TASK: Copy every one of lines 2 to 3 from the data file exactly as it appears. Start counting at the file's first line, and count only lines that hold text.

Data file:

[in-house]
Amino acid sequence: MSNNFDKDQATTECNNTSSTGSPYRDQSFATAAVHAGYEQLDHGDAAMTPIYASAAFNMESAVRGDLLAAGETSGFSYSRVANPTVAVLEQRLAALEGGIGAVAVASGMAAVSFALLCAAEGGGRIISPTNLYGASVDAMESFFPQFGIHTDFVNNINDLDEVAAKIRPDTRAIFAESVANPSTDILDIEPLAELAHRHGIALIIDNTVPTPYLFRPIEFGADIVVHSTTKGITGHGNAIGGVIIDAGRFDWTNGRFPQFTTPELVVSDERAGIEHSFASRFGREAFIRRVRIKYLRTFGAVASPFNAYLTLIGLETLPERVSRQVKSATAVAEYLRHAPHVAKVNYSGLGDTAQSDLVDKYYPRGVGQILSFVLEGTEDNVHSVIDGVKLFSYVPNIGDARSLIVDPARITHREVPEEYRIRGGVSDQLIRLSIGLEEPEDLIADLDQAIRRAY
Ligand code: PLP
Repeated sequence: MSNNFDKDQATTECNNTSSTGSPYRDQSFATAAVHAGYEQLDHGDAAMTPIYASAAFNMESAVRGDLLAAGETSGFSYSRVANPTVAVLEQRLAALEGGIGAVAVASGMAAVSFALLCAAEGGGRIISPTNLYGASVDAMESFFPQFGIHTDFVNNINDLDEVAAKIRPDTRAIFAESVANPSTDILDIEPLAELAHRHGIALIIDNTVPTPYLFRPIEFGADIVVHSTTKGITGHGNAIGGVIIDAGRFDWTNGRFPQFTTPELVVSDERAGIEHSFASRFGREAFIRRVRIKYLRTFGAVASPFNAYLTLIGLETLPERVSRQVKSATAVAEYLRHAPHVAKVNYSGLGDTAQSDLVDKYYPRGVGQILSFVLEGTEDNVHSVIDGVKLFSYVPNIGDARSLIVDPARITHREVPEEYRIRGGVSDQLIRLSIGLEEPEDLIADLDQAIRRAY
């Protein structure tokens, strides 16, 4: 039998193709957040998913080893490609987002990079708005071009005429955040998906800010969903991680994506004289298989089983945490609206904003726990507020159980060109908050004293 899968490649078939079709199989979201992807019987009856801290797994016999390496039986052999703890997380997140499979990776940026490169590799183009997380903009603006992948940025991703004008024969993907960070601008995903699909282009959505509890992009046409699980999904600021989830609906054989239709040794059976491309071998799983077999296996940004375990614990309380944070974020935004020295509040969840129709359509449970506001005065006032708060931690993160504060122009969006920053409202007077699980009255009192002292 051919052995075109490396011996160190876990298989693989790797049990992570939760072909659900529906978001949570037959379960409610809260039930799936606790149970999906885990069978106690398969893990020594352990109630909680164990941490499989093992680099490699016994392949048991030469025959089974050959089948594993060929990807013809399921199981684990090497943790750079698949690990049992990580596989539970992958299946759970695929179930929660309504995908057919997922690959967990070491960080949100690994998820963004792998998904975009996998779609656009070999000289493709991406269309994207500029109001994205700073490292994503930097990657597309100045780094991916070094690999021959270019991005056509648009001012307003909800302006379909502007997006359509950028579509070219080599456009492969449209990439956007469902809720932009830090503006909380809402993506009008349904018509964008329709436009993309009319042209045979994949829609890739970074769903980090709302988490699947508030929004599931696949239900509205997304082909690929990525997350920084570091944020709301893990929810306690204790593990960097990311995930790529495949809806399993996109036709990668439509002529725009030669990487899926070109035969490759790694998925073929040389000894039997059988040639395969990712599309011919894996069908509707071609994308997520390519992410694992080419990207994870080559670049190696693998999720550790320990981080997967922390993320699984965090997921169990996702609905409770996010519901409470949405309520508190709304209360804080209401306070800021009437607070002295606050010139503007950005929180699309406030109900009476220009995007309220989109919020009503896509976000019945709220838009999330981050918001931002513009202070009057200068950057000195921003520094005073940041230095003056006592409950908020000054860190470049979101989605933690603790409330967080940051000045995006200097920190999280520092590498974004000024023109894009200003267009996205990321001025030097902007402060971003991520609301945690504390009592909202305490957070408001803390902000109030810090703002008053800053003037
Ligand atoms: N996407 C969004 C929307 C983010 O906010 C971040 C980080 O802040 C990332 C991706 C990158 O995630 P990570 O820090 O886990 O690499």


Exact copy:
Amino acid sequence: MSNNFDKDQATTECNNTSSTGSPYRDQSFATAAVHAGYEQLDHGDAAMTPIYASAAFNMESAVRGDLLAAGETSGFSYSRVANPTVAVLEQRLAALEGGIGAVAVASGMAAVSFALLCAAEGGGRIISPTNLYGASVDAMESFFPQFGIHTDFVNNINDLDEVAAKIRPDTRAIFAESVANPSTDILDIEPLAELAHRHGIALIIDNTVPTPYLFRPIEFGADIVVHSTTKGITGHGNAIGGVIIDAGRFDWTNGRFPQFTTPELVVSDERAGIEHSFASRFGREAFIRRVRIKYLRTFGAVASPFNAYLTLIGLETLPERVSRQVKSATAVAEYLRHAPHVAKVNYSGLGDTAQSDLVDKYYPRGVGQILSFVLEGTEDNVHSVIDGVKLFSYVPNIGDARSLIVDPARITHREVPEEYRIRGGVSDQLIRLSIGLEEPEDLIADLDQAIRRAY
Ligand code: PLP